|Page 2 of 2 <|
Mystery of Va.'s First Slaves Is Unlocked 400 Years Later
A retired University of California at Berkeley historian, Engel Sluiter, made a startling discovery in the Spanish national archives in the late 1990s as he did research for a book on Spanish America. A colonial shipping document he uncovered in an account book identified a Portuguese slave ship called the San Juan Bautista. About 350 slaves were bound for Veracruz, on the east coast of modern-day Mexico, when the ship was robbed of its human cargo off the coast of Mexico in 1619 by two unidentified pirate ships, the record said.
Sluiter, who died in 2001, published his discovery in the William and Mary Quarterly. It caught the eye of John Thornton, an expert on the Portuguese colonies in Africa in the 16th and 17th centuries.
The outlines of the other half of the story took shape.
"I said, 'I can figure out how these people were enslaved,' " said Thornton, a Boston University professor who, with his wife, historian Linda Heywood, is publishing a book on the slave trade between Angola and the North American colonies. Previous scholarship has documented the slave trade from Ghana, Senegal and other parts of West Africa. "We know Angola was a big exporter of slaves to Brazil and the Spanish colonies, but now we know that they showed up here," Thornton said.
Through records of a legal dispute between the pirate ships, Thornton identified the British vessels as the Treasurer and the White Lion, which was flying a Dutch flag. Each took 20 to 30 slaves before the San Juan Bautista continued to Veracruz. They landed at Jamestown within four days of each other and traded the Africans for provisions. The Treasurer then sailed to Bermuda, dropping off more slaves, and returned to Virginia a few months later, trading the final nine or 10 more.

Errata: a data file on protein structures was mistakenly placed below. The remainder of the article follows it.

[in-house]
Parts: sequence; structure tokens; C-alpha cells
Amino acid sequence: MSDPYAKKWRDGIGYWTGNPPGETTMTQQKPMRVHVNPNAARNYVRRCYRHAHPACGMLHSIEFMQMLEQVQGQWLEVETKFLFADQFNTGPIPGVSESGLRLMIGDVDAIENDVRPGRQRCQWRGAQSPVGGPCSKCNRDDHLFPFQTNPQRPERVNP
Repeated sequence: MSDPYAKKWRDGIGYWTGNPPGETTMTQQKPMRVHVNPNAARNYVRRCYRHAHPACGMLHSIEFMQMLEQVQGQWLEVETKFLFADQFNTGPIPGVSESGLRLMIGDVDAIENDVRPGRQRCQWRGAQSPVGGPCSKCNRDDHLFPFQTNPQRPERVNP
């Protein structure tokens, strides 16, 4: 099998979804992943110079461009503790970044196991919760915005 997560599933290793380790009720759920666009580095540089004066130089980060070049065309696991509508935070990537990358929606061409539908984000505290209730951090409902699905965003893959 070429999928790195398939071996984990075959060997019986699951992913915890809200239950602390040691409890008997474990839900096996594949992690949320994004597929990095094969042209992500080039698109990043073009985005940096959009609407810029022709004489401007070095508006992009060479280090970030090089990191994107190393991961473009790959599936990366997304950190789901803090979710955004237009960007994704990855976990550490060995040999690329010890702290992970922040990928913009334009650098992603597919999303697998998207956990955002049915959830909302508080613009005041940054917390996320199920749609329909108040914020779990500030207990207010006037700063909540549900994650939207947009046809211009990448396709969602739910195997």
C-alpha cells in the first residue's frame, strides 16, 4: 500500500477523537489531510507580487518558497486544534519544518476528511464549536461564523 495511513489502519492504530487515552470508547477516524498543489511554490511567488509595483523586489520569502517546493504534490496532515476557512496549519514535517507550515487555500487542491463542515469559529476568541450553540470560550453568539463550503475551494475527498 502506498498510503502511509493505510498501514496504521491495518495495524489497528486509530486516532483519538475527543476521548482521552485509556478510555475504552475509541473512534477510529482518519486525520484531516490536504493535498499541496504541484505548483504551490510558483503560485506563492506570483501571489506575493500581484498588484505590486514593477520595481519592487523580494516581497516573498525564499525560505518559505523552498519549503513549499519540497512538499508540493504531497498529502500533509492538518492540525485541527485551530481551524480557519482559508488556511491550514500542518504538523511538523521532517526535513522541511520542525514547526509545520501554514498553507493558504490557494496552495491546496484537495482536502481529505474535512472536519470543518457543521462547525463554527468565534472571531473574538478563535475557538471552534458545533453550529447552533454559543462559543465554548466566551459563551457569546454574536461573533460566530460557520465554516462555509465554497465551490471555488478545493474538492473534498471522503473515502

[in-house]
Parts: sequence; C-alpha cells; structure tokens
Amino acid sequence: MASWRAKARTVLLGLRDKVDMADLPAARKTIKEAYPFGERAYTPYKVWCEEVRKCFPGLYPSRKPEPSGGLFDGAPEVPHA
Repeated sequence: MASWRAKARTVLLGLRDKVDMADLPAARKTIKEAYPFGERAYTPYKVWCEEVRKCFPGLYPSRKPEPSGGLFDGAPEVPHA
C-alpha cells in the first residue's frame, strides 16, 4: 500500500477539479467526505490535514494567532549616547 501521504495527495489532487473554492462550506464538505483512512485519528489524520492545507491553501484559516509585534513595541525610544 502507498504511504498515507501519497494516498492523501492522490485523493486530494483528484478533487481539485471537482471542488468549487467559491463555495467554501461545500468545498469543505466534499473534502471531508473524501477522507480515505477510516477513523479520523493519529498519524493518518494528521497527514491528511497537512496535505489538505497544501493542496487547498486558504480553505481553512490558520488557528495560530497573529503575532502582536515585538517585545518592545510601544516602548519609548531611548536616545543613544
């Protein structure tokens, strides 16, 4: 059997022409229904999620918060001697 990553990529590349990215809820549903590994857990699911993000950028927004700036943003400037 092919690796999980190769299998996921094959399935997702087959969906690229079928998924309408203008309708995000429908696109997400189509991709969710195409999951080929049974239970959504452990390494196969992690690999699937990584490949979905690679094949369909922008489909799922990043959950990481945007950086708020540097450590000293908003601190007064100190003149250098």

Many Angolans followed -- not just to Virginia, but to New York and New England, say Thornton and Heywood, who are consultants to the Jamestown Settlement. Their research draws a portrait of the first Africans as urban people connected by common languages, who had had contact with Europeans for many years.
Virginia's first Africans spoke Bantu languages called Kimbundu and Kikongo. Their homelands were the kingdoms of Ndongo and Kongo, regions of modern-day Angola and coastal regions of Congo. Both were conquered by the Portuguese in the 1500s. The Africans mined tar and rock salt, used shells as money and highly valued their children, holding initiation ceremonies to prepare them for adulthood.
And they most likely had been baptized as Christians, because the kingdom of Ndongo converted to Christianity in 1490. Many were literate. This background may be one reason some of Virginia's first Africans won their freedom after years as indentured servants, the historians said.
The Portuguese and Catholic roots figure prominently on a glass wall in the new gallery at the Jamestown Settlement. Mareo, Christian, Nando, Acquera, Palmena, Cuba, Salvo -- they are among 400 African names engraved on the wall, one for each anniversary year.
One is Angelo, whose name appears on a 1624 census of the colony discovered in the past decade. She is listed as a "Negro woman" who came on the Treasurer and worked as a servant in the home of Capt. William Pierce and his wife, June. Historians assume the slave's name was Angela.
It is Angela, played by a young Angolan actress, who stars in the introductory film visitors will see as they watch the new story of Jamestown unfold. The 23-minute movie was filmed on a beach in Luanda in 2004.
The film will replace a 15-year-old version that gives the first Africans only a passing mention. Now visitors will be transported to a Portuguese cathedral in Luanda, where a Jesuit priest breaks bread with the captains of the San Juan Bautista. They discuss the souls to be saved and riches to be made from the continued shipment of slaves from Massangano, an inland city. The film cuts to a hut on the shore of the Kwanza River, where Angela, a young woman in her twenties, pounds grain and smiles. Then she and thousands of others are captured and taken to a beach at Luanda. A Jesuit priest asks her if she has been baptized, and she answers yes.
"Then she is a child of God. When she dies, she will go to heaven," the priest says. And the slave ship sets sail against the evening sun.